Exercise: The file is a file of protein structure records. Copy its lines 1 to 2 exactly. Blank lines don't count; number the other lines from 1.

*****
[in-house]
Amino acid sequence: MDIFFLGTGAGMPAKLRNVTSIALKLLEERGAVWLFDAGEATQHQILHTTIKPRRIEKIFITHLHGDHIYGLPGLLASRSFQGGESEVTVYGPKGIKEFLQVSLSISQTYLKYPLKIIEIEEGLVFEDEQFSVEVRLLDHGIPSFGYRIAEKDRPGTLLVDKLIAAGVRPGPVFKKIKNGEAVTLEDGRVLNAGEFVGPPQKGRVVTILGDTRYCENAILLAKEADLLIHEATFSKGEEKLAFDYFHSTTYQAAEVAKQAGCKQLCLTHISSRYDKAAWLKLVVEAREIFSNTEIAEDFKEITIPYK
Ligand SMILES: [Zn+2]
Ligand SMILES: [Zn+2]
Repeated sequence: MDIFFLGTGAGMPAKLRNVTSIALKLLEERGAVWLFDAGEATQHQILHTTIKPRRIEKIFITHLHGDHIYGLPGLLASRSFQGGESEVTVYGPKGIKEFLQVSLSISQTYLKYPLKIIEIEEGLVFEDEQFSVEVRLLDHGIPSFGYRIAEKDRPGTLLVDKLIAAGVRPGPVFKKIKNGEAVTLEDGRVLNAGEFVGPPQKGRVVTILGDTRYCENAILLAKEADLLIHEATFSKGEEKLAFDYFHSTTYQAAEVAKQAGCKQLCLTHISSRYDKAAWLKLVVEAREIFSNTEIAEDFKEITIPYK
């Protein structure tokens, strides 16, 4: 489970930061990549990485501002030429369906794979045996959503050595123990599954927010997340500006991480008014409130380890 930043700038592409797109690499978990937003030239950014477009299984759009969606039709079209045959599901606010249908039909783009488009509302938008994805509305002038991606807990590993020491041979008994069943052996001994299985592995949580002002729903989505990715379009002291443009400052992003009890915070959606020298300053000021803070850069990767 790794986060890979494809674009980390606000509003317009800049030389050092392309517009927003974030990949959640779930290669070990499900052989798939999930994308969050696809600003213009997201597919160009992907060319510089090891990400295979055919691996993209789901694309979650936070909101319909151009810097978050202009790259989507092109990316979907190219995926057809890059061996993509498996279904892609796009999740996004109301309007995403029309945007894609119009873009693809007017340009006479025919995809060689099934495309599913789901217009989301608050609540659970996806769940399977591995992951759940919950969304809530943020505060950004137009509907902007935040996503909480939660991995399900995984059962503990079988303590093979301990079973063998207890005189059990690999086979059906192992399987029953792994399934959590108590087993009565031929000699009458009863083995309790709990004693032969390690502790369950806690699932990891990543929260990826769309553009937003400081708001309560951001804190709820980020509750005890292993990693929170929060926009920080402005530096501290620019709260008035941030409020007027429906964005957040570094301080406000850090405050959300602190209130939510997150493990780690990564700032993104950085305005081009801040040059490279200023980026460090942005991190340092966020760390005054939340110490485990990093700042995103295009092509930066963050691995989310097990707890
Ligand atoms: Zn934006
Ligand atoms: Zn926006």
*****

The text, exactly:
[in-house]
Amino acid sequence: MDIFFLGTGAGMPAKLRNVTSIALKLLEERGAVWLFDAGEATQHQILHTTIKPRRIEKIFITHLHGDHIYGLPGLLASRSFQGGESEVTVYGPKGIKEFLQVSLSISQTYLKYPLKIIEIEEGLVFEDEQFSVEVRLLDHGIPSFGYRIAEKDRPGTLLVDKLIAAGVRPGPVFKKIKNGEAVTLEDGRVLNAGEFVGPPQKGRVVTILGDTRYCENAILLAKEADLLIHEATFSKGEEKLAFDYFHSTTYQAAEVAKQAGCKQLCLTHISSRYDKAAWLKLVVEAREIFSNTEIAEDFKEITIPYK